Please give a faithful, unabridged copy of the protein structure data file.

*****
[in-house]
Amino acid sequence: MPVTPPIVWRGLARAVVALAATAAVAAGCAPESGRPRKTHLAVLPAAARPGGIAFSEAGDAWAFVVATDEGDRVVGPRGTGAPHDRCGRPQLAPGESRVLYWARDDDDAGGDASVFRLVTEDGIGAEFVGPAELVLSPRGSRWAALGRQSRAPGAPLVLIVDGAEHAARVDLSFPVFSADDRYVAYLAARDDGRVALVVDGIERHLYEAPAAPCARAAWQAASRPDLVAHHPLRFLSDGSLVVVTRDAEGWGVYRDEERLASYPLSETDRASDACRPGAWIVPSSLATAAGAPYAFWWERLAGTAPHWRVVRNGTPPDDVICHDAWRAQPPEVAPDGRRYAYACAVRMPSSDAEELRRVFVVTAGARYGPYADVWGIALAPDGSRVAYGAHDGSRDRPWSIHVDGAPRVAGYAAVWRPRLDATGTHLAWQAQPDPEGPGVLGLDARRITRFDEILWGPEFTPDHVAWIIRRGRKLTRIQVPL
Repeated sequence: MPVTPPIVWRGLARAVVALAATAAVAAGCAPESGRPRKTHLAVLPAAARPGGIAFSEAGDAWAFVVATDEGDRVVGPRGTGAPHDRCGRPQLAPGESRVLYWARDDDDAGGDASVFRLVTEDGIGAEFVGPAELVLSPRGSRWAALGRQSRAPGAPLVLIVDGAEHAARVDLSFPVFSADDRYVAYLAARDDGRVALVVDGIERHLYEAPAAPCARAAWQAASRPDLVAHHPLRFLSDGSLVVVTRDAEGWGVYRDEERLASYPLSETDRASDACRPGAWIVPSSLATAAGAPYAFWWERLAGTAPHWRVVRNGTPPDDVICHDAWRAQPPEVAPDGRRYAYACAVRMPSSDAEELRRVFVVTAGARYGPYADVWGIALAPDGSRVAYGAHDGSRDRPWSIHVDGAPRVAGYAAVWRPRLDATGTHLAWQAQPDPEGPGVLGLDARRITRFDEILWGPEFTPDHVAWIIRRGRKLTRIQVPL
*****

[in-house]
Amino acid sequence: MPVTPPIVWRGLARAVVALAATAAVAAGCAPESGRPRKTHLAVLPAAARPGGIAFSEAGDAWAFVVATDEGDRVVGPRGTGAPHDRCGRPQLAPGESRVLYWARDDDDAGGDASVFRLVTEDGIGAEFVGPAELVLSPRGSRWAALGRQSRAPGAPLVLIVDGAEHAARVDLSFPVFSADDRYVAYLAARDDGRVALVVDGIERHLYEAPAAPCARAAWQAASRPDLVAHHPLRFLSDGSLVVVTRDAEGWGVYRDEERLASYPLSETDRASDACRPGAWIVPSSLATAAGAPYAFWWERLAGTAPHWRVVRNGTPPDDVICHDAWRAQPPEVAPDGRRYAYACAVRMPSSDAEELRRVFVVTAGARYGPYADVWGIALAPDGSRVAYGAHDGSRDRPWSIHVDGAPRVAGYAAVWRPRLDATGTHLAWQAQPDPEGPGVLGLDARRITRFDEILWGPEFTPDHVAWIIRRGRKLTRIQVPL
Repeated sequence: MPVTPPIVWRGLARAVVALAATAAVAAGCAPESGRPRKTHLAVLPAAARPGGIAFSEAGDAWAFVVATDEGDRVVGPRGTGAPHDRCGRPQLAPGESRVLYWARDDDDAGGDASVFRLVTEDGIGAEFVGPAELVLSPRGSRWAALGRQSRAPGAPLVLIVDGAEHAARVDLSFPVFSADDRYVAYLAARDDGRVALVVDGIERHLYEAPAAPCARAAWQAASRPDLVAHHPLRFLSDGSLVVVTRDAEGWGVYRDEERLASYPLSETDRASDACRPGAWIVPSSLATAAGAPYAFWWERLAGTAPHWRVVRNGTPPDDVICHDAWRAQPPEVAPDGRRYAYACAVRMPSSDAEELRRVFVVTAGARYGPYADVWGIALAPDGSRVAYGAHDGSRDRPWSIHVDGAPRVAGYAAVWRPRLDATGTHLAWQAQPDPEGPGVLGLDARRITRFDEILWGPEFTPDHVAWIIRRGRKLTRIQVPL